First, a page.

Sonic: I can't figure you out. One second, you're contemplating genocide, and the next, you're saving one of your worst enemies!
Eggman: I'm a complicated guy.
Crime syndicate Duelhorn in Final Fantasy Tactics A2. They know they are nothing but criminals, but they say that they do not attack innocent people, and they even attack other criminals that go after innocents. Alys saves a caravan that is attacked by a band of thugs and Marquis had saved an innocent girl from Kahmja. Duke Snakeheart eventually conspires to break up his fellow bosses and take over the clan as the sole boss just because he doesn't agree with the whole "protecting the innocents" thing and he wanted more power. He even went and attacked the girl that Marquis saved, but Marquis got his revenge.
Yellow 13 from Ace Combat 04: Shattered Skies isn't all that evil, to be honest, but he does still show disapproval when some of his countrymen set up an AA gun on a hospital.
The Yuktobonian Navy from the sequel shows this as well; near the end of the game, a good chunk of a Yuke fleet defects after their Fleet Commander literally executes an entire ship because they were urging him to re-think a decision.
Affably EvilProfessional Killer Shelly de Killer from Phoenix Wright: Ace Attorney: Justice For All has very strict standards. To win the game, you have to show him just how amoral his current boss is, up to and including planning to blackmail him over the murder he was hired to commit. Disgusted at just how lacking in standards his boss is, Shelly releases his hostage and plans to kill his boss next, and he pleads guilty so he can be safe from Shelly in jail.
Also inverted and likely played straight in the same case, where Phoenix, realizing that Matt Engarde was more or less responsible for the murder in question, struggles ridiculously hard to get him acquitted, as doing so means that Maya, who's in captivity by Matt's hired hitman, will be set free. Edgeworth picks up on it and, since he's been away to do some soul-searching and realised that he should searching for the truth instead of just earning his guilty verdicts (which leads on to the events preceding Trials and Tribulations and Investigations), he helps Phoenix eventually resolve the crisis. And when asked by Edgeworth why he seems to be rejoicing despite getting his first guilty verdict in his entire career, Phoenix simply replies, "It doesn't feel right."
Also played with in Phoenix Wright: Ace Attorney: Trials and Tribulation with the Mask☆DeMasque case when Luke Atmey is shown to be the true villain with Godot. Despite the fact that he still opposes Nick because he blames Nick for the death of his girlfriend, and Nick's mentor, Mia Fey, he admits that Atmey is a sad excuse for a man.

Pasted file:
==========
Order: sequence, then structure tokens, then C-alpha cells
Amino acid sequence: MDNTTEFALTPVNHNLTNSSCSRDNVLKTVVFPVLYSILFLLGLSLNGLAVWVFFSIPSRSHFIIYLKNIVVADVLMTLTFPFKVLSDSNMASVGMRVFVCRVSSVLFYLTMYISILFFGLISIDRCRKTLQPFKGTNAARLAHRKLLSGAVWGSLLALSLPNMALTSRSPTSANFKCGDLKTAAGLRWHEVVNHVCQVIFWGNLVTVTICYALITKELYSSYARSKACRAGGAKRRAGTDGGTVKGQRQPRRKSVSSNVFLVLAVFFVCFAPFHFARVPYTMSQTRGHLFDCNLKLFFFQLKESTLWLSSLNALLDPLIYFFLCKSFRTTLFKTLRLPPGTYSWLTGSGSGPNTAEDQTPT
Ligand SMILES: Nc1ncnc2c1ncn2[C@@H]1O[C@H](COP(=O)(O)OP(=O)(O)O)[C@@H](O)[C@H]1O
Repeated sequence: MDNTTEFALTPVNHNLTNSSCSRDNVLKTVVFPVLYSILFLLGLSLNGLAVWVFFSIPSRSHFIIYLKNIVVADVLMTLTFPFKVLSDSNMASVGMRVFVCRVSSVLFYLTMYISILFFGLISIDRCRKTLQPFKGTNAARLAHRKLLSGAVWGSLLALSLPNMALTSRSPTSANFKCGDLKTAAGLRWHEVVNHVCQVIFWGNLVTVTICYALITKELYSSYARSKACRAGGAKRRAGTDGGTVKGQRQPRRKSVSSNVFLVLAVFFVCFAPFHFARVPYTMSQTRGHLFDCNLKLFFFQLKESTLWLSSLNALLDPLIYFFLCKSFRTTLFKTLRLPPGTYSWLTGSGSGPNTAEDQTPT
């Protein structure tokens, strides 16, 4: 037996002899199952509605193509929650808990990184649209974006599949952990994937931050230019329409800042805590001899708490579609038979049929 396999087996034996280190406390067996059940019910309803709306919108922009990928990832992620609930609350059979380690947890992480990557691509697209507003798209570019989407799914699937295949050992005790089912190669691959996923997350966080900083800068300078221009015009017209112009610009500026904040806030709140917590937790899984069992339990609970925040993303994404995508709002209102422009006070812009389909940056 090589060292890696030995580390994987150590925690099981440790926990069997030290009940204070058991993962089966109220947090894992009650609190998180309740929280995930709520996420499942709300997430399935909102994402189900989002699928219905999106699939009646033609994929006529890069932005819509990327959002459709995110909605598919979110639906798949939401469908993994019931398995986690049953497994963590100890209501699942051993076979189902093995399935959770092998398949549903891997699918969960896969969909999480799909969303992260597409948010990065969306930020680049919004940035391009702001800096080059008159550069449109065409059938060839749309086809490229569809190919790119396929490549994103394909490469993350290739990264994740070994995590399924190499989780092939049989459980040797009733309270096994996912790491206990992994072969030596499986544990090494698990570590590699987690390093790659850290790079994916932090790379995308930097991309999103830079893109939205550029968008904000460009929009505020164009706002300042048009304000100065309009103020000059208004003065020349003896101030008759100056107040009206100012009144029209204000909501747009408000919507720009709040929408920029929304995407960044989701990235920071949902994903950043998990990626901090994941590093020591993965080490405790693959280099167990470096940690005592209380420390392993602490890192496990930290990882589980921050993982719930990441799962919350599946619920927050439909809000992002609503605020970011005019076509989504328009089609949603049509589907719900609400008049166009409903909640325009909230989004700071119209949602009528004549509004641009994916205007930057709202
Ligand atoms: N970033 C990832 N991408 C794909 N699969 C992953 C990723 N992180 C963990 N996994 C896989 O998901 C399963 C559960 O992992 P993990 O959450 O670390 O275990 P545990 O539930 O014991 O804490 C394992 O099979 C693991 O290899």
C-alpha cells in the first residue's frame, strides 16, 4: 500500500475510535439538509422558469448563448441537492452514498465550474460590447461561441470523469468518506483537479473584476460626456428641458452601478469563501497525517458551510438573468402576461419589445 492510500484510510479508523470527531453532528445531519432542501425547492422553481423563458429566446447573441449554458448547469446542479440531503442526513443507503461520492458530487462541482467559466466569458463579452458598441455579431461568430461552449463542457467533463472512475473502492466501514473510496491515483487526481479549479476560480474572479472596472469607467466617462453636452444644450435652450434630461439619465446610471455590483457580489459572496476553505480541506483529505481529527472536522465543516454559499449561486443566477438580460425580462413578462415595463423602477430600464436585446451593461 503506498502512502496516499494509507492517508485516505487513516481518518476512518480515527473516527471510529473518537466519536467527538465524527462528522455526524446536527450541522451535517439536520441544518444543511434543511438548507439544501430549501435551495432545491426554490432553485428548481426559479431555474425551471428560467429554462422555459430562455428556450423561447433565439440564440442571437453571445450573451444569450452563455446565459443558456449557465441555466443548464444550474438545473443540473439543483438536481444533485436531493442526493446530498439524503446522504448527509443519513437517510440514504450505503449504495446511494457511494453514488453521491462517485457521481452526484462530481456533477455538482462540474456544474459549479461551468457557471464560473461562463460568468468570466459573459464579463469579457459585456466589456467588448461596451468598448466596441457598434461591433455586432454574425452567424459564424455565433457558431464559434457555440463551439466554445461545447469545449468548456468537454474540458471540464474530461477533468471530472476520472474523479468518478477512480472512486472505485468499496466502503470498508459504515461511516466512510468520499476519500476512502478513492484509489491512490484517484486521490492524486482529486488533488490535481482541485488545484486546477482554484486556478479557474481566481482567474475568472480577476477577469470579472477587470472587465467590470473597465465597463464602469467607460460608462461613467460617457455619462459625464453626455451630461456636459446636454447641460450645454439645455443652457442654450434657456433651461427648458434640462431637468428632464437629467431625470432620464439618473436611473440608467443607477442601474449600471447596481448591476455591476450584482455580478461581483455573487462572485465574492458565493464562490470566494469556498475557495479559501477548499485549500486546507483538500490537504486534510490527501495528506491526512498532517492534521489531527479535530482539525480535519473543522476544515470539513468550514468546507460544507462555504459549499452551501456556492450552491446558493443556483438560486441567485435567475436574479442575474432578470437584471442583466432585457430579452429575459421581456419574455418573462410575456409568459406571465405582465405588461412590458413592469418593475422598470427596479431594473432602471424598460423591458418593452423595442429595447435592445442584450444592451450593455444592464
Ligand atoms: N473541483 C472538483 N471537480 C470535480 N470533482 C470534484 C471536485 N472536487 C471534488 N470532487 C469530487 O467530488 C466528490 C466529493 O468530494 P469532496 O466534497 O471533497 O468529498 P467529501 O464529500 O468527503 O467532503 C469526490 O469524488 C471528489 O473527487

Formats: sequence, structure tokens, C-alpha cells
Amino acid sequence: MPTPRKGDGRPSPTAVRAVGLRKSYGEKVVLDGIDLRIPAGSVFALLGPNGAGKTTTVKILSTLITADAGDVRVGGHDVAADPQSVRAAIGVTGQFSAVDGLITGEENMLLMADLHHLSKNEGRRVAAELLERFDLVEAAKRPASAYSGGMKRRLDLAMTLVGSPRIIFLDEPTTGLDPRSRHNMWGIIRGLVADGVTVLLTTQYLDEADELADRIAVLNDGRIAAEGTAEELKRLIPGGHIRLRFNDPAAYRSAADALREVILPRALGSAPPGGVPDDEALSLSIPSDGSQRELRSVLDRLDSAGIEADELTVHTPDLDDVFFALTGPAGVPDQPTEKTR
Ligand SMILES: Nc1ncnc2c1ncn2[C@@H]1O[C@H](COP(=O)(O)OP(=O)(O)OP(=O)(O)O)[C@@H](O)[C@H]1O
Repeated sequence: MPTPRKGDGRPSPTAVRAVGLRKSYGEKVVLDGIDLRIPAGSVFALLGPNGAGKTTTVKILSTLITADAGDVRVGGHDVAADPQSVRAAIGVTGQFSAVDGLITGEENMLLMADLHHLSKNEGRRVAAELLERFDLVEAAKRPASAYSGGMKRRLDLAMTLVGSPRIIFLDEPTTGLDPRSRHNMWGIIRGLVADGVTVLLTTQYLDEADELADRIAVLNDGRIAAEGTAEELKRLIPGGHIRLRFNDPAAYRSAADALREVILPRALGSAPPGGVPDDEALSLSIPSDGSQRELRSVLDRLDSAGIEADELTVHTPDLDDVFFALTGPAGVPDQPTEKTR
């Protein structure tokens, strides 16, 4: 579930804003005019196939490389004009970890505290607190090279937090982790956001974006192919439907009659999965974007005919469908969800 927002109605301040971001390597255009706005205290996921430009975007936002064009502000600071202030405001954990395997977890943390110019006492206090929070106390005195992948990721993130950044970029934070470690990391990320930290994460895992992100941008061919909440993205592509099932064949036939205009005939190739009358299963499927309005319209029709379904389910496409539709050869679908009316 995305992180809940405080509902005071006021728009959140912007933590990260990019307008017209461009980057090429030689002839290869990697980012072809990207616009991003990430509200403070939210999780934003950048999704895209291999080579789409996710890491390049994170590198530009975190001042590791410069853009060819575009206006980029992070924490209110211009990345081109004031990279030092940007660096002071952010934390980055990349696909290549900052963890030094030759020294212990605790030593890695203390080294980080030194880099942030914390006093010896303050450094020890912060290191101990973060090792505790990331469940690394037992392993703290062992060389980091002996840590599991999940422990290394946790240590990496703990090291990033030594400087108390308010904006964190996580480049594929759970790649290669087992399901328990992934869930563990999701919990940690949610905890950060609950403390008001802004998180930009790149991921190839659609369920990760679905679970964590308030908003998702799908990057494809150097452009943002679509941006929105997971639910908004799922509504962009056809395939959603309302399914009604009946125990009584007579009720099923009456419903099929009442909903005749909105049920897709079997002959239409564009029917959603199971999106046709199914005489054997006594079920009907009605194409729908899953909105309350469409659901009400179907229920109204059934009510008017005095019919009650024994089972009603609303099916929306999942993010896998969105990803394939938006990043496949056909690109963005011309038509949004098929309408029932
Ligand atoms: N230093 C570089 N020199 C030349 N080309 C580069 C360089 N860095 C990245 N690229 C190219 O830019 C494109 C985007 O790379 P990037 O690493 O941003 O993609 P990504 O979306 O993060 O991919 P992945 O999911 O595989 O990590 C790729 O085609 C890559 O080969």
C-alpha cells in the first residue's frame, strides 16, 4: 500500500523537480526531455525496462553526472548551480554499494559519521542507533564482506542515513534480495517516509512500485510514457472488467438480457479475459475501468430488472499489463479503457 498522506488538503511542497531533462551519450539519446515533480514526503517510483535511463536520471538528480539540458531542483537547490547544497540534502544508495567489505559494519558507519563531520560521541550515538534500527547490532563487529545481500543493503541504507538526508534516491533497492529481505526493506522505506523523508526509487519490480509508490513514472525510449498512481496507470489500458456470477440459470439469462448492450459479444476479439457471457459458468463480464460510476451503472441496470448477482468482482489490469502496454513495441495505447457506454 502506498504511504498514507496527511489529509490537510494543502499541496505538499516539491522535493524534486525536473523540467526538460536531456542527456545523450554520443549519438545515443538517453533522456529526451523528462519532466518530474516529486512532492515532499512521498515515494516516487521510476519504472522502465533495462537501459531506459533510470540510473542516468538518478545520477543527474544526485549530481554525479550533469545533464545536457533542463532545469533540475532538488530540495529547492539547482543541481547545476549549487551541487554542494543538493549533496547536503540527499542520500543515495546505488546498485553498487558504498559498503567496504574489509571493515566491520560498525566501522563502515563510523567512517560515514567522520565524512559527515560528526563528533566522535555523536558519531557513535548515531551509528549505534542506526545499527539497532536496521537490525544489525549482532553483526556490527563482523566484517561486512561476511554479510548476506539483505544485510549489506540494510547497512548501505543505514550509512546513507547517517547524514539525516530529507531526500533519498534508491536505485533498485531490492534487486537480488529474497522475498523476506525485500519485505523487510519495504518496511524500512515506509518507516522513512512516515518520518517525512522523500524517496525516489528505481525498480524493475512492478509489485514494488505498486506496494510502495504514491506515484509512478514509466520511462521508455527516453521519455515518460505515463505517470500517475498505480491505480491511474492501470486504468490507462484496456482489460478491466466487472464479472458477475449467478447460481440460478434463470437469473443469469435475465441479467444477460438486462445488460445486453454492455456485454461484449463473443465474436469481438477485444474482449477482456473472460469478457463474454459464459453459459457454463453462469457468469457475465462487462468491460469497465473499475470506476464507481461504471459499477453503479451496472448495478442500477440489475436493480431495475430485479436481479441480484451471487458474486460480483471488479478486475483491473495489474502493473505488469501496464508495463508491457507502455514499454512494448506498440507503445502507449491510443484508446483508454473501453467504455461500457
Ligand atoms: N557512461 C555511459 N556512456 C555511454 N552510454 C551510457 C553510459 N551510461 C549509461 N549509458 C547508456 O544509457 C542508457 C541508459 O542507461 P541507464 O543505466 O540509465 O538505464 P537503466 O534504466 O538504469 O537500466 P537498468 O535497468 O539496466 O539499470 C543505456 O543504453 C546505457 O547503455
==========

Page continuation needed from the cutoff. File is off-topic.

Even someone as horrible as Dahlia Hawthorne has something similar to this. Dahlia didn't really click with the whole "have Pearl become the new master" plan of her mother Morgan Fey, claiming that she forced all of her broken dreams and hopes on Pearl, whether she likes it or not. She also hates Morgan, as well. Dahlia agrees that Maya Fey must die, but to her, it is for revenge against the already deceased Mia Fey.
Archibald Ironfist notes that Even Ican't bear the thought of my brother remaining in their [the Kreegans/Demons] hands. So he helps you rescue Roland, the man that deposed Archibald from what he sees as his rightful throne, and then made him into a statue for ten years.
He personally helps get Roland back to Erathia, despite knowing full well that that means putting himself into the hands of Catherine Ironfist, a person that would be more than happy to kill him (she nearly does, too).
Charna, one of the Death Faction's heroes in IV, is described as being capable of evil that 'even the demons balk at.'
Subverted by the VUX in Star Control. They give you this reason if you try allying with them, and then again in Star Control 3 when they defect away from you. In reality, they are xenophobic bigots who find humanoids absolutely hideous and will confirm if you pester them enough about why they distrust humanoid races so.
Played straighter with the Ur-Quan Kzer-Za. They are out to enslave everyone in the entire galaxy, but maintain that it's for your own good because their counterparts, the Ur-Quan Kohr-Ah, are out to destroy everyone in the entire galaxy. They are also unfailingly polite, never kill or destroy needlessly, give their slaves a choice about whether they want to join them (and thus have more freedom) or simply be imprisoned (and thus have security), and will even accept your surrender no matter how many of them you have destroyed (and your crew at least will be spared). And both factions of the Ur-Quan, even the genocidal one, will delay battle with you and explain the rationale behind their actions if you ask them in the right way.
Colonel Augustus Autumn of Fallout 3 is quite willing to shoot helpless innocents in order to make a point; however, he is genuinely shocked that his boss President John Henry Eden was planning to spread a modified virus, which would kill every non-Enclave person in the Capitol Wasteland.
And eventually Enclave personnel too. That's the dangerous folly of biological weapons.
Tenpenny may want to detonate Megaton's nuke because he thinks the town spoils his penthouse view, but he has enough morals to at least want the townspeople evacuated before the deed is done. Too bad the guy he put in charge of the operations doesn't have such moral qualms.